10. The method according to claim 8, wherein said antibiotic is selected from the group consisting of imipenen, amikacin, netilmicin, fosfomycin, gentamicin and teicoplanin.
11. The method according to claim 8, wherein said administering is via oral, subcutaneous or intravenous administration.
12. A method for administering daptomycin, comprising the step of administering to a human patient in need thereof a therapeutically effective amount of daptomycin at a dose of 3 to 75 mg/kg of daptomycin at a dosage interval that minimizes skeletal muscle toxicity, wherein the daptomycin dose is repeatedly administered at a dosage interval of once every 24 hours.
13. The method according to claim 12, wherein the dose is 3 to 12 mg/kg.
14. The method according to claim 13, wherein the dose is 3, 4, 5, 6, 7, 8, 9, 10, 11 or 12 mg/kg.
15. The method according to claim 14, wherein the dose is 4, 6, 8 or 10 mg/kg.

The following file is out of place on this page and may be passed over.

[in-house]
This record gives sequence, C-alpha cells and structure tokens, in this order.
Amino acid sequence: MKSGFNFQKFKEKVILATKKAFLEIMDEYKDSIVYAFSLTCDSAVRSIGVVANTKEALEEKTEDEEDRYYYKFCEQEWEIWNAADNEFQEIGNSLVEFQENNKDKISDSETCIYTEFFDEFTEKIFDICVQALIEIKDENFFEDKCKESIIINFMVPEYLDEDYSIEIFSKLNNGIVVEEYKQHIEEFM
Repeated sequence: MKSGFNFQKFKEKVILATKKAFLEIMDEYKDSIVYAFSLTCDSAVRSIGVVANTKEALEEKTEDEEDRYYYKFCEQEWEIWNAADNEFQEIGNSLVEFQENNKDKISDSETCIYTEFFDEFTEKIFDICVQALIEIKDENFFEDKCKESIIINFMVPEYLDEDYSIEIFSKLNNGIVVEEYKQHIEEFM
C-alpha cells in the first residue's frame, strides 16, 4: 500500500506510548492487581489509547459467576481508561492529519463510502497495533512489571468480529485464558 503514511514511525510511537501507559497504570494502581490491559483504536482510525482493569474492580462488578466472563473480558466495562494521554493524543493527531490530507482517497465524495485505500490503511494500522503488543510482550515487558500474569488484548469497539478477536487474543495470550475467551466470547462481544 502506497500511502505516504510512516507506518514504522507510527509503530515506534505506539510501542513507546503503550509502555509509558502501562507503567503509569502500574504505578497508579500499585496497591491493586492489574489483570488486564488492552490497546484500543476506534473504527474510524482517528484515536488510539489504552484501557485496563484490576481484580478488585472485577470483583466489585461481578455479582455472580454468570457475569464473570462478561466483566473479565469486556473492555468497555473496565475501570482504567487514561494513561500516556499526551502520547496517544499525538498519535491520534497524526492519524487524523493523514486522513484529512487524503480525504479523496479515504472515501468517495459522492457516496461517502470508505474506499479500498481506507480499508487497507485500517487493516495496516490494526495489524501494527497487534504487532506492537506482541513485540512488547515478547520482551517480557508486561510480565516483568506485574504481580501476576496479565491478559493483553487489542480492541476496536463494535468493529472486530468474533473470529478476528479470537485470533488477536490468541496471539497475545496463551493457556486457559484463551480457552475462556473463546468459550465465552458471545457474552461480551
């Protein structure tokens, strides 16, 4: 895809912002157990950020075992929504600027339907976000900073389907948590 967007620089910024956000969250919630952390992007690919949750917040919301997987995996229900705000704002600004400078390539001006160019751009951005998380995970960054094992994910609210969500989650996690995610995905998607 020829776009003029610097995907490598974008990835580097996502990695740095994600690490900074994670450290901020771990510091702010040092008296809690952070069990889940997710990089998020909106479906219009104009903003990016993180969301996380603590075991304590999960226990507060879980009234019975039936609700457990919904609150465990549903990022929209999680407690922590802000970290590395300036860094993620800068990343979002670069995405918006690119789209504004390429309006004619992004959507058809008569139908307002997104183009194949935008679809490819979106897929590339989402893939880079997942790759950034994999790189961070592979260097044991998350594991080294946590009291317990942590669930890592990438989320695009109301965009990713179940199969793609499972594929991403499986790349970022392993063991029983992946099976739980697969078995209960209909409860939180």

16. The method according to claim 14, wherein the dose is 4 mg/kg administered once every 24 hours.
17. The method according to claim 14, wherein the dose is 6 mg/kg administered once every 24 hours.
18. The method according to claim 13, wherein the dose is 25 to 75 mg/kg.
19. The method according to claim 18, wherein the dose is 25, 50 or 75 mg/kg.
20. The method according to claim 12, wherein the dose is 10 to 25 mg/kg.
21. The method according to claim 20, wherein the dose is 10, 11, 12, 13, 14, 15, 16, 20 or 25 mg/kg.
22. The method according to either of claims 1 or 12, wherein said administering is via oral, subcutaneous or intravenous administration.
23. The method according to either of claims 1 or 12, wherein the daptomycin is administered for 3 days to 6 months.
24. The method according to either of claims 1 or 12, wherein the daptomycin is administered for 7 to 28 days.